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During the seventies and eighties, a broad sector of artists thought that influencing the urban space perception could contribute to change the quality of life. This international trend conceived the monumental abstraction as its icon, with the intention of adding value to public spaces. Two of the artist’s favorite structures are frames and tubes, upright or lying down. These enabled her to model vacuum more than filled spaces, to get in and out, to play with light and color, and create visually light works.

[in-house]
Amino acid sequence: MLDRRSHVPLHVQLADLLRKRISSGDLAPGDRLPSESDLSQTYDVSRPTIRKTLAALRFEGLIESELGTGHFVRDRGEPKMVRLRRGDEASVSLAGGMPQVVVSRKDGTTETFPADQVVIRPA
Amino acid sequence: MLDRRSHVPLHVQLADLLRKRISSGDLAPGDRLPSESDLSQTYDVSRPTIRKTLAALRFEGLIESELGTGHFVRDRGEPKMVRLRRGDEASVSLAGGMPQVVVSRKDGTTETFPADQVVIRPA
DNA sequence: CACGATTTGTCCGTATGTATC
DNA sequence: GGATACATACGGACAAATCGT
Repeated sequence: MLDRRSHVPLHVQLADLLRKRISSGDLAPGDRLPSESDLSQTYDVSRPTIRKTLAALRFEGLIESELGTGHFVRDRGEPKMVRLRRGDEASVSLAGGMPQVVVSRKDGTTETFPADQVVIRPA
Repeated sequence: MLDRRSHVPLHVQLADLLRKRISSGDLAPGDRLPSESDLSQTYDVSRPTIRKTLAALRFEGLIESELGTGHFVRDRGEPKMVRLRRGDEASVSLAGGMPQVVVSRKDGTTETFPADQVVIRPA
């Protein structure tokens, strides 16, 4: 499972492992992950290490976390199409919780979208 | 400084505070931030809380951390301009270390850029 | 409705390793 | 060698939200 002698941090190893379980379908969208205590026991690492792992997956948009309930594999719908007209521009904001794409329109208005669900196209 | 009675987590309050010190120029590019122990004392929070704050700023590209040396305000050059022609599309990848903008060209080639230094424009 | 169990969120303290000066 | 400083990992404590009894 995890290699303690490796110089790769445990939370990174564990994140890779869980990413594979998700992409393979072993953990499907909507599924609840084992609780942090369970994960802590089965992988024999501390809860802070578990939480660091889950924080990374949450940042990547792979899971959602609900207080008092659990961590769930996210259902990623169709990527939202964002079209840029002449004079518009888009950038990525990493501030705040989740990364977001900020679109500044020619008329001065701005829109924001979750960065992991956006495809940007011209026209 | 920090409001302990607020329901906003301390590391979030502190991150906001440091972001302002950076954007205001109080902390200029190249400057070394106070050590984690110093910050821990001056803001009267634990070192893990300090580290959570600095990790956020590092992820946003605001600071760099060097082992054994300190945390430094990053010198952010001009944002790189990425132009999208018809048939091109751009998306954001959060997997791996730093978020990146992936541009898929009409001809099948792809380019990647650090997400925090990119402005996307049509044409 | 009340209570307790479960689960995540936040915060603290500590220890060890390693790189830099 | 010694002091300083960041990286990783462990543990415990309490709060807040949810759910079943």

However, Escobedo was ambivalent while making up sculptures in public spaces; she reproduced her humorous visual reflections on the country’s monuments and her graphic speculations were increasingly focused on the absurdity of imposing permanent works, leading her to a greater dematerialization and to an increasingly conceptual art.
© Photo: Lourdes Grobet
Retrospective of the Mexican artist (1934 - 2010), Museo de Arte Moderno, Mexico. In Memoriam.